This chapter explains DA policies and procedures governing the release of PHI pertaining to individual patients. The HIPAA governs the use and disclosure of PHI that is under the control of the MTF/DTF. Once the information is disclosed within the Federal government, it is then protected by the provisions of the Privacy Act of 1974 (AR 340- 21). The policies expressed in this chapter will be used in coordination with those expressed in AR 25–55, AR 340–21, and DOD 6025.18–R. Note that no information pertaining to the identity, treatment, prognosis, diagnosis, or participation in the ASAP will be released, except in accordance with AR 600–85, chapter 6, and chapter 8 of this regulation. Refer to AR 40–68, paragraph 2–5, for information pertaining to the confidentiality of medical quality assurance records.

2–4. Disclosure without consent of the patient

  1. Requests from personnel within the Department of Defense (DOD). (1) The MTF/DTF may, subject to specific terms and conditions addressed in DOD 6025.18-R, chapter 7, use PHI or disclose PHI to DOD employees who have an official need for access in the performance of their duties in the following situations (without the individual’s authorization or opportunity to object):

(a) When required by law or Government regulation. These are examples of regulatory programs that do not require

a Soldier’s authorization for PHI disclosure. PHI released under these programs will be in accordance with the governing policy as described below.

  1. To coordinate sick call, routine and emergency care, quarters, hospitalization, and care from civilian providers using DD Form 689 (Individual Sick Slip) in accordance with this regulation and AR 40-400.
  2. To report results of physical examinations and profiling according to AR 40-501.
  3. To screen and provide periodic updates for individuals in special programs, such as those described in AR 50-1,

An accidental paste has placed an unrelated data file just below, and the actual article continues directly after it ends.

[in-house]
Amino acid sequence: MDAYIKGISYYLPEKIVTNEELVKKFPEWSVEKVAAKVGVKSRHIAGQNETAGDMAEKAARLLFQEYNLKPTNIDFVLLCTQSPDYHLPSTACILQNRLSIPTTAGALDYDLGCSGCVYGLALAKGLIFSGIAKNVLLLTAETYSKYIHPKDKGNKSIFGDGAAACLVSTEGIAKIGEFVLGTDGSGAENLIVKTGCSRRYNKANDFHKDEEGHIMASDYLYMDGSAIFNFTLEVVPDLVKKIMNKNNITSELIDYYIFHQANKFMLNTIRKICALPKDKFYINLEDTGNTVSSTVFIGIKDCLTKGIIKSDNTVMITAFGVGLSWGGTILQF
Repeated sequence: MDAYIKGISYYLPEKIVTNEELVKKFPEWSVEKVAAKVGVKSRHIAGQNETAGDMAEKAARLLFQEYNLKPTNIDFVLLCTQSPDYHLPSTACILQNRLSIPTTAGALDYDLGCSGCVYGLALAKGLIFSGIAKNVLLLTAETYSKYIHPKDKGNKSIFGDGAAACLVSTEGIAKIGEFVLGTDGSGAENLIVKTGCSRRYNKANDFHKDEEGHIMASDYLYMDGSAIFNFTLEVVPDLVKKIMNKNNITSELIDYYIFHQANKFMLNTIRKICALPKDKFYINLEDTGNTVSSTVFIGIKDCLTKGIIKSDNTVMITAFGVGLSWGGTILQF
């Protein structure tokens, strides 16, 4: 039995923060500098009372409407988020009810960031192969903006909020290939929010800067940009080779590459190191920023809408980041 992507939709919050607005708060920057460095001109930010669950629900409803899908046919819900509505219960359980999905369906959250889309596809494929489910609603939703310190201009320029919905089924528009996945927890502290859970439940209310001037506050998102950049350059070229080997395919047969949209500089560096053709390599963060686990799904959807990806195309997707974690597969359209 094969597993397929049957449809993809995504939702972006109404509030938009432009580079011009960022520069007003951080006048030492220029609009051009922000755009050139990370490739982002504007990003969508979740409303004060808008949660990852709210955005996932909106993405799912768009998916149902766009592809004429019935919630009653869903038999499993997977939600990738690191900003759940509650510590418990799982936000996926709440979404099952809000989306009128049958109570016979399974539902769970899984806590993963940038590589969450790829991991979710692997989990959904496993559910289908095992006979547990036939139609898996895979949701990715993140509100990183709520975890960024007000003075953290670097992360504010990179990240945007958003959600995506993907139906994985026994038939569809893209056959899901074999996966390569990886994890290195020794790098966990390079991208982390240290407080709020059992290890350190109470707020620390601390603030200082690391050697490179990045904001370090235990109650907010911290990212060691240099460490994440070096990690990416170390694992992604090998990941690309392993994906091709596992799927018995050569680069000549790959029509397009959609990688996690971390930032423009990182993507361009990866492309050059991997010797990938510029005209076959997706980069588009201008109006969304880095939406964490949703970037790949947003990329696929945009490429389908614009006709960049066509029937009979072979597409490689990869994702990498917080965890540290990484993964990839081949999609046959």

AR 50-5, AR 50-6, and AR 380-67.

  1. To review and report according to AR 600-9.


AR 635-40 8 february 2006

4–8. Referral by commanders

When a commander believes that a Soldier of their command is unable to perform the duties of their office, grade,

rank, or rating because of physical disability, the commander will refer the Soldier to the responsible MTF for

evaluation. The request for evaluation will be in writing and will state the commander’s reasons for believing that the Soldier is unable to perform his or her duties. DD Form 689 (Individual Sick Slip) may be used for such referral (AR 40–66). Commanders of Reserve units not on active duty will be guided by AR 40–501 and chapter 8, of this



Please like us




Please Read!

Help Us Help please tell your peers, subordinates, and superiors. Also we are always looking for examples, classes, briefings, SOPs, templates and other information we can share for free in the Armsroom. Please help us help others by sending your ARMS ROOM stuff to:

This response is based on the information you provide. My comments do not represent the US Army or US government positions. Furthermore my comments should be used for information purposes only.




Follow us and never miss a post!

Mark is a Retired Command Sergeant Major with 26 years of military leadership experience. He held 3 military occupational specialties (Field Artillery, Nuclear Weapons Tech, and Ammunition Ordnance). Mark is one of the leading military authors in the fields of leadership, counseling, and training.

You might be interested in…

Company Command: The Bottom Line - Army Leadership Guide

Disclaimer: Though all content posted on is reviewed by our qualified subject matter experts, you should not make decisions based solely on the information contained in this post. Use information from multiple sources when making important professional decisions. This is not an official government website.

Leave a Comment

We will never publish or sell your email address, nor will we ever send you information you have not requested.